Curt asked everyone to share a high and a hurdle for their company. He started by saying that a high is working with students to get a job but that it’s difficult to get students to take the permit test seriously. Also, now that CBD is legal, the drug scan is a hurdle. Doug Harry shared that hurdles he faces are that freight rates are down, CBD, and sleep apnea. Curt said that regulations are softening up for diabetics and those with hearing and vision impairments. LLCC trains hearing impaired drivers and will provide interpreters. Brad is encouraged to have more applicants, but a hurdle is the quality of candidates—their background, work ethic, etc. Drivers for Coke load and unload and many people don’t want to work that hard. The first 3 months are the hardest. They have a 7-week onboarding program. Sheila said a high is decreasing driver injuries (DOT has a new program for this) and a low is that freight is down right now and it’s difficult to keep everyone busy. Lou shared that a high is that they are staffed and delivering on time. A low is that it is hard to get people with a good work ethic (loading). They pay $85,000 with no weekends but it’s hard labor which many don’t want to do. People would rather take lower pay and do an easier job. They are currently testing side lift gates with half pallets so that drivers are not touching freight. It is slower but less work. Brad said that Coke is trying to make it as simple as possible with the least amount of work. They continue to look for ways to make delivery easier. Steve shared that a high is safety (they won an award) and a low is recruiting. It is difficult to find drivers with a work ethic who will load pigs and deal with biosecurity issues.
4. Get Involved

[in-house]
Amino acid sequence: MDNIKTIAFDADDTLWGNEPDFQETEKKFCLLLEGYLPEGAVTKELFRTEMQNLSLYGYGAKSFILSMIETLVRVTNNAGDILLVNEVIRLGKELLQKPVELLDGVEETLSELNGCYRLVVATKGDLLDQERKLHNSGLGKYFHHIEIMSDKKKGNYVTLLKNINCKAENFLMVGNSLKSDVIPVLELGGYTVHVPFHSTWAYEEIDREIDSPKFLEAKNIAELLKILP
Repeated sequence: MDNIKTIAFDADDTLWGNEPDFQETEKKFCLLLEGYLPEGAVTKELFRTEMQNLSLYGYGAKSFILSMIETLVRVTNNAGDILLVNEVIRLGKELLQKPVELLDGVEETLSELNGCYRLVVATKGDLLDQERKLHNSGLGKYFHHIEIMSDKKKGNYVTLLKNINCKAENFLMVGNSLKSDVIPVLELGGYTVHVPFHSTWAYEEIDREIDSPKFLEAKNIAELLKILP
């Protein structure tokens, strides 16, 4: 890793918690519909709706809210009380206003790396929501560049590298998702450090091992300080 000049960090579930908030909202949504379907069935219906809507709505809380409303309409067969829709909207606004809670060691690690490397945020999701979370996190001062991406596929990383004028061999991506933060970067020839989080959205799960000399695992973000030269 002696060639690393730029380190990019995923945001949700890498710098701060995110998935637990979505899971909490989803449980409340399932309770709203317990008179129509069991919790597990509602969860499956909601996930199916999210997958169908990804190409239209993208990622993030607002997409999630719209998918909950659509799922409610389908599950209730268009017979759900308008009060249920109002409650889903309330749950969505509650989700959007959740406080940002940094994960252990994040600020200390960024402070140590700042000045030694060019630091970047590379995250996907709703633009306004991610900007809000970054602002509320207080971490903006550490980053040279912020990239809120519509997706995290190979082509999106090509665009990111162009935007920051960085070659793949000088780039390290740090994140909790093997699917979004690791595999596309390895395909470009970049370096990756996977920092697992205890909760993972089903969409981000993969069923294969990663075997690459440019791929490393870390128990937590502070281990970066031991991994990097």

After lunch and a time of informal conversation, Curt highlighted the Workforce Institute booklets and Career Expo invitations. All were encouraged to attend Expo where last year we had 500 high school students and this year we’re expecting more. It is very interactive; last year there were 60 employers. Tom discussed the OSHA 10 and forklift trainings that we offer and explained the Highway Construction Careers Training program.
Dusty asked if we had ever looked into an apprenticeship program. He has been tasked with researching an apprenticeship program for Coca-Cola. Nancy is open to the idea but unsure how it would work in a 4 week program. Doug Longstaff said that we tried something similar before with a Transportation Distribution Logistics program which included CDL, OSHA, scissor/forklift, pallets, logistics, but it wasn’t successful. Simply getting the CDL got students better salaries.
All employers agreed that LLCC students have the skills they need. Steve said that Maschhoffs has 5 LLCC drivers with good skills. They recently hired from another school and that employee didn’t have the necessary skills. Shelia related that LLCC is the best place they recruit from. Brad said that our graduates don’t always have the best troubleshooting skills but that they have good backing skills. When asked if there was anything specific we could focus on for each employer, Sheila said ELDs and keeping phones out of drivers’ hands, Lou said loading and side ramps, Brad requested a focus on safety cones and situational awareness, Steve asked for attention to powerlines.
Curt thanked everyone for their time, participation and feedback and concluded the meeting.